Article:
AwShockKiss were a thrill ride. They really know how to write a song, slamming into one fiery, insanely memorable chorus after another. Hits have to be simple enough to stick in your mind and this band knows that. Tightly and intensely, they jumped from one to another, barely leaving any time between them. Almost everything they did was in a bracing minor key. Frontwoman Kiri Jewell took over center stage with a throaty wail similar to Bessada’s. Considering that this was Crash Mansion, it was no surprise that her lyrics didn’t often cut through the sound mix – when they did, they carried a cynical, sarcastic bite. Like People You Know, they have an 80s sound, but a good one: they would have ruled the Billboard Hot 100 in 1985. Their new bass player Charlie Cervone may have a Berklee degree but he doesn’t waste notes (a John Lockwood student, maybe?), adding an extra level of catchiness with a climb or a fill on a turnaround; their Telecaster player usually had the good sense to stick with roaring chords, mingling with Stefanie Bassett’s perfectly paced piano for some really gorgeous textures. They switched up the rhythm with a devious 7/8 verse on one number; their big 6/8 ballad was lit up with some spine-tingling tremolo-picking and then an otherworldly, reverb-drenched solo from the Tele player. The crowd screamed for an encore but the club wouldn’t give them one.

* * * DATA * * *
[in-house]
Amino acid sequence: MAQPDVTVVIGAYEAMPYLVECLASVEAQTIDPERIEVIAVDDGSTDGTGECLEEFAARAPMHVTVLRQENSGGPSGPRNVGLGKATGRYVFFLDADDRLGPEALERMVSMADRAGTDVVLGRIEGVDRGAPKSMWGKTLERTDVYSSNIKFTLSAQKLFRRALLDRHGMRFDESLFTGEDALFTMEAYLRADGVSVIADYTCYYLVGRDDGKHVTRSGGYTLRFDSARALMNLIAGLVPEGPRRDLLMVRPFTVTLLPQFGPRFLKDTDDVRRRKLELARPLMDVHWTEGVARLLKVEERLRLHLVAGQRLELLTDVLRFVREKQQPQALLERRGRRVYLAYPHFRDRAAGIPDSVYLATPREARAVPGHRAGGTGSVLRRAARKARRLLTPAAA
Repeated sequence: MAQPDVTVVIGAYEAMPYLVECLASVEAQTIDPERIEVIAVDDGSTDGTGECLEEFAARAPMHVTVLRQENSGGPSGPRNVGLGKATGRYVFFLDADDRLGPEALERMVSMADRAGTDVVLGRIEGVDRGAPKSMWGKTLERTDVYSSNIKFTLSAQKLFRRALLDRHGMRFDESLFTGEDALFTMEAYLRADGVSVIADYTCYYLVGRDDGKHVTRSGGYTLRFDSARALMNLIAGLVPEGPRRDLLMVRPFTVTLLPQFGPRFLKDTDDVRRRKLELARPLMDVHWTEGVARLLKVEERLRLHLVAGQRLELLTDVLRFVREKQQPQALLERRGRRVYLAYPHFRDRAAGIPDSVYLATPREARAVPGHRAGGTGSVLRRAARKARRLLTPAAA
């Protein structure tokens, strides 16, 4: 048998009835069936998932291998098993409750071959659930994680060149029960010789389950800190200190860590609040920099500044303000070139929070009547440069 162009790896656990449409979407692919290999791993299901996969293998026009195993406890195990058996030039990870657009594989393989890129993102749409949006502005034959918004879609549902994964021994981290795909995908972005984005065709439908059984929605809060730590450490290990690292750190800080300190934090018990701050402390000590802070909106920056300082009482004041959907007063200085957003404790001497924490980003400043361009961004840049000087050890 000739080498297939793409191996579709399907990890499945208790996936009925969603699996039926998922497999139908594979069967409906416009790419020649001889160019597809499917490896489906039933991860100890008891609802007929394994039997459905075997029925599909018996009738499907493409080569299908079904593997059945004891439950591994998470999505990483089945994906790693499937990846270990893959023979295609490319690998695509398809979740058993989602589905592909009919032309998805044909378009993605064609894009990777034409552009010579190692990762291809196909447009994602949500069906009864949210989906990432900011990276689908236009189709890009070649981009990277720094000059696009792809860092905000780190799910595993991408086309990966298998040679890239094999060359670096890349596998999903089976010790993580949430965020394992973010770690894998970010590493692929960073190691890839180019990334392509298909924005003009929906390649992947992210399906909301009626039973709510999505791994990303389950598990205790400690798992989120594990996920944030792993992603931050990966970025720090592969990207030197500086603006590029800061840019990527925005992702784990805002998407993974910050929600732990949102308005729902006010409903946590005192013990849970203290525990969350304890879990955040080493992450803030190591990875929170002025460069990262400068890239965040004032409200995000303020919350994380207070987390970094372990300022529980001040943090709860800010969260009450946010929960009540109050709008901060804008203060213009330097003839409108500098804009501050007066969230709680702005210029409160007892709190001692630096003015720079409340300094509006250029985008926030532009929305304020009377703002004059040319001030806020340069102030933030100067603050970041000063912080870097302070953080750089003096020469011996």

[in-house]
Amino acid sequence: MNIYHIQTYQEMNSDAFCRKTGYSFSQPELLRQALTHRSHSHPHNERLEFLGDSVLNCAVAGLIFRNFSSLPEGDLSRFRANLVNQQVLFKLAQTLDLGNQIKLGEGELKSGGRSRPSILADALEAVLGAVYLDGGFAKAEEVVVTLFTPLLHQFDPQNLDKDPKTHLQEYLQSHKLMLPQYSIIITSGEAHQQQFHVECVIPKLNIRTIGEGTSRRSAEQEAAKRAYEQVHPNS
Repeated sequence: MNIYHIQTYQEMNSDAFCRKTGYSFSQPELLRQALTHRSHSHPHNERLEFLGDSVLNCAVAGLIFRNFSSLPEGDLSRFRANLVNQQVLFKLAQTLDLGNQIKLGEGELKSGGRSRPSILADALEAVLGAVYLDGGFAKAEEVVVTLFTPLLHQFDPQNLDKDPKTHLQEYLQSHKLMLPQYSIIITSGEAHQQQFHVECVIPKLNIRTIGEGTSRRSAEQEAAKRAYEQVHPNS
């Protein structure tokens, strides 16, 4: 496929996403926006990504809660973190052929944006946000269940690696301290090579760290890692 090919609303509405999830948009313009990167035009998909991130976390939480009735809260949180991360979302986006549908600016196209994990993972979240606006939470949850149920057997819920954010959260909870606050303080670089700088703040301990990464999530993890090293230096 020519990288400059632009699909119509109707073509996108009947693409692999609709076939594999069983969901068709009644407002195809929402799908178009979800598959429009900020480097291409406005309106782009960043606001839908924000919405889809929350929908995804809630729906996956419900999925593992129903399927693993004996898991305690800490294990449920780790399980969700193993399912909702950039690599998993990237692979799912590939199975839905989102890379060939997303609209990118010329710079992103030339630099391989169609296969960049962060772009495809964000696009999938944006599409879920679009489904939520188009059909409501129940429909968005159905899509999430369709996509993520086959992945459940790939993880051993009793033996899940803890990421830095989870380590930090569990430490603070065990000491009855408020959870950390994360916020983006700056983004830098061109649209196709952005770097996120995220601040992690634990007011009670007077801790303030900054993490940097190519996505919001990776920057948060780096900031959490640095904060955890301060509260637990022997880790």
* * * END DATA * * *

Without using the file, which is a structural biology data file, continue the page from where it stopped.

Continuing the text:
Another Toronto band, Hunter Valentine do one thing – fast, roaring new wave/punk pop – and do it tightly and passionately. Swinging her gorgeous hollow-body Gibson all over the stage, charismatic singer/guitarist Kiyomi McCloskey belted out her songs with a ferocious contralto wail in the same vein as Vera Beren – or, a generation before, Carole Pope of Rough Trade. Bassist Adrienne Lloyd and drummer Laura Petracca joined forces to provide a pummeling beat and sassy vocals when needed. Their biggest hit with the crowd was the savage powerpop song Stalker, McCloskey cutting loose with an unearthly shriek at the end of the second verse that practically drew blood – she hinted that she might do it again, but she didn’t. They wrapped up their fairly short set with Test Collision (a Toronto reference), quiet verse exploding into a roaring chorus, and then a bouncy number that they started with a wall of nails-down-the-blackboard guitar feedback.

May 15, 2010 Posted by | concert, Live Events, Music, music, concert, New York City, review, Reviews, rock music | , , , , , , , , , , , , , , , , , , , , , , , , , , , , , , , , , , , , , | Leave a comment